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A Guide to Performing Online Genealogy Searches

This brief articles covers how to perform an ancestral search using the Genealogy Search Engine. See the article Genealogy Search Engine FAQs to find what types of records are covered by the search engine.

This concise article is designed to help you get the most out of your ancestral searches using the free Genealogy Search Engine and Family Tree Search Engine. Our two dedicated genealogy search engines are the most powerful free ones available on the internet. Combined, they search billions of free online genealogy records from the United States, Canada, United Kingdom, Ireland, Europe, Australia and New Zealand. There are also records from the Caribbean, Africa, Asia, Middle East and Latin America.

All the search terms mentioned in this article also apply to Google. The Genealogy Search Engine and the Family Tree Search Engine are just like Google, but work specifically for genealogy. They concentrate on 1,000+ websites known to contain genealogy records.

Use the Genealogy Search Engine to find ancestral records and use the Family Tree Search Engine to see if anyone else is talking about your ancestors through online genealogy forums and family trees.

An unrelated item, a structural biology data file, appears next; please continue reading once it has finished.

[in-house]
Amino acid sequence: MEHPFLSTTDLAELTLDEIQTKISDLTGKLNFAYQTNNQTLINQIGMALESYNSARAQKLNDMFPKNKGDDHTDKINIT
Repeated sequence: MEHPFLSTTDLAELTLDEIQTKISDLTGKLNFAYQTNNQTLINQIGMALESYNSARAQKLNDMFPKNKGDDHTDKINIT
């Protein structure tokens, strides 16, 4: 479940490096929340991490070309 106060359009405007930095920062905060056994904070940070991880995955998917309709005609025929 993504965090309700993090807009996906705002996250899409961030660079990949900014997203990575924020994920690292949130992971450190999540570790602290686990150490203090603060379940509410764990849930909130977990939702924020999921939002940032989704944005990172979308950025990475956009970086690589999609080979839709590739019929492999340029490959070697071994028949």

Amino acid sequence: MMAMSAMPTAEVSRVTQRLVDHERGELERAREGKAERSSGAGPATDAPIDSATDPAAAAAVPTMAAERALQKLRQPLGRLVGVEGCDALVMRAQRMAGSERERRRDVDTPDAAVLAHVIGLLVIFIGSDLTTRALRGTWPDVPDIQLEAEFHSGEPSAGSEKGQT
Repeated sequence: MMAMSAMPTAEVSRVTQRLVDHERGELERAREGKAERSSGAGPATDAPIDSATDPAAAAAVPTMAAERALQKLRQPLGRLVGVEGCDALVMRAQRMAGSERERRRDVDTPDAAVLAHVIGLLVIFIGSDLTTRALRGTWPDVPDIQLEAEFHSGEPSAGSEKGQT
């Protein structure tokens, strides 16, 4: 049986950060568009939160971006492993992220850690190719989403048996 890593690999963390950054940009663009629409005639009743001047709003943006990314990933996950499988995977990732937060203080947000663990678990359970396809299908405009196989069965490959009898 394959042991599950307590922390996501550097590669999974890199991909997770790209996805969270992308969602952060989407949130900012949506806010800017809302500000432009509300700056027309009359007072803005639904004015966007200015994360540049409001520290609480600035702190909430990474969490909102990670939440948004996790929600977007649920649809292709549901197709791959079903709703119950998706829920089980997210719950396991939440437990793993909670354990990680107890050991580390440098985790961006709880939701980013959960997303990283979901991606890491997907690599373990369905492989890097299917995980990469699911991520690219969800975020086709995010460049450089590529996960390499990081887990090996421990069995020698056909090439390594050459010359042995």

Most people tend to focus their initial effort on the Genealogy Search Engine and then consult the Family Tree Search Engine when they are looking for fresh leads.

For genealogists, the most common search elements are names, places and dates. We will go through each of these search elements to show you how you can build progressively more complex genealogy searches.

Name Search

Start by entering the name of your ancestor. If you get too many search results, try putting double quotes around the name. This tells the search engine to look for the exact name in the exact order that you specify.

For example, if you were looking for John Smith then you would type:

Many genealogy records are listed in the order of <last name, first name>. Therefore, when looking for John Smith you should also look for:

Fill in the Blanks (*)

The (*) or wildcard is used when you are uncertain about the spelling of a name or place. For example, the last name Smith can have many different spelling variations (Smith, Smyth, Smythe, etc.). You use the asterisk as a placeholder for these unknown spellings, as shown below:

One thing to note about using (*) is that it can be used as a placeholder for several letters at once. Therefore, a search for

would produce results for names like John Smithwright, etc.

The (*) can also be used to substitute for entire words, such as a middle name. Looking for

would produce John Smith records where a middle name or a middle initial is present.

At GenealogyInTime Magazine, we are big believers in continuous improvement. We constantly strive to improve our search engines to make them more powerful and easier to use.

Since we first introduced them at the beginning of 2011, our two search engines have gone through several major upgrades. They have now become the most powerful free genealogy search engines on the internet. For example, the Genealogy Search Engine is the only search engine in the genealogy world that is capable of searching Google's massive historic newspaper archive.

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